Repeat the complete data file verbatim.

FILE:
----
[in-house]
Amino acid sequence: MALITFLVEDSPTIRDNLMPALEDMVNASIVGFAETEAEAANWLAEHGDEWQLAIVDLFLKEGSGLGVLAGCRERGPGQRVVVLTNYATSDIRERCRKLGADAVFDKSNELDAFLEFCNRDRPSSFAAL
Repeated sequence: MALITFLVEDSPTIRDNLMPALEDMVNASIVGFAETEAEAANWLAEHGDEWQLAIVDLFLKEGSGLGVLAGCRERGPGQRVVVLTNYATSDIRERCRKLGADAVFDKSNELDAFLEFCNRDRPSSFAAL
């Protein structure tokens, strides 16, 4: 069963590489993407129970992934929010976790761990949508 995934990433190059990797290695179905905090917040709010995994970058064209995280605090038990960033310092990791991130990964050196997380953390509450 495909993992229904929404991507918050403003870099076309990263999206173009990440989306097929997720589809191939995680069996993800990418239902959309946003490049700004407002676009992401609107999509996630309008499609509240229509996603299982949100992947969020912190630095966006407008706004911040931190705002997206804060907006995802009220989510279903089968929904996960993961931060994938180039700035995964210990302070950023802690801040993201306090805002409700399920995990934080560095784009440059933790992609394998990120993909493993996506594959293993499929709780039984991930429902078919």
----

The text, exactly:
[in-house]
Amino acid sequence: MALITFLVEDSPTIRDNLMPALEDMVNASIVGFAETEAEAANWLAEHGDEWQLAIVDLFLKEGSGLGVLAGCRERGPGQRVVVLTNYATSDIRERCRKLGADAVFDKSNELDAFLEFCNRDRPSSFAAL
Repeated sequence: MALITFLVEDSPTIRDNLMPALEDMVNASIVGFAETEAEAANWLAEHGDEWQLAIVDLFLKEGSGLGVLAGCRERGPGQRVVVLTNYATSDIRERCRKLGADAVFDKSNELDAFLEFCNRDRPSSFAAL
């Protein structure tokens, strides 16, 4: 069963590489993407129970992934929010976790761990949508 995934990433190059990797290695179905905090917040709010995994970058064209995280605090038990960033310092990791991130990964050196997380953390509450 495909993992229904929404991507918050403003870099076309990263999206173009990440989306097929997720589809191939995680069996993800990418239902959309946003490049700004407002676009992401609107999509996630309008499609509240229509996603299982949100992947969020912190630095966006407008706004911040931190705002997206804060907006995802009220989510279903089968929904996960993961931060994938180039700035995964210990302070950023802690801040993201306090805002409700399920995990934080560095784009440059933790992609394998990120993909493993996506594959293993499929709780039984991930429902078919």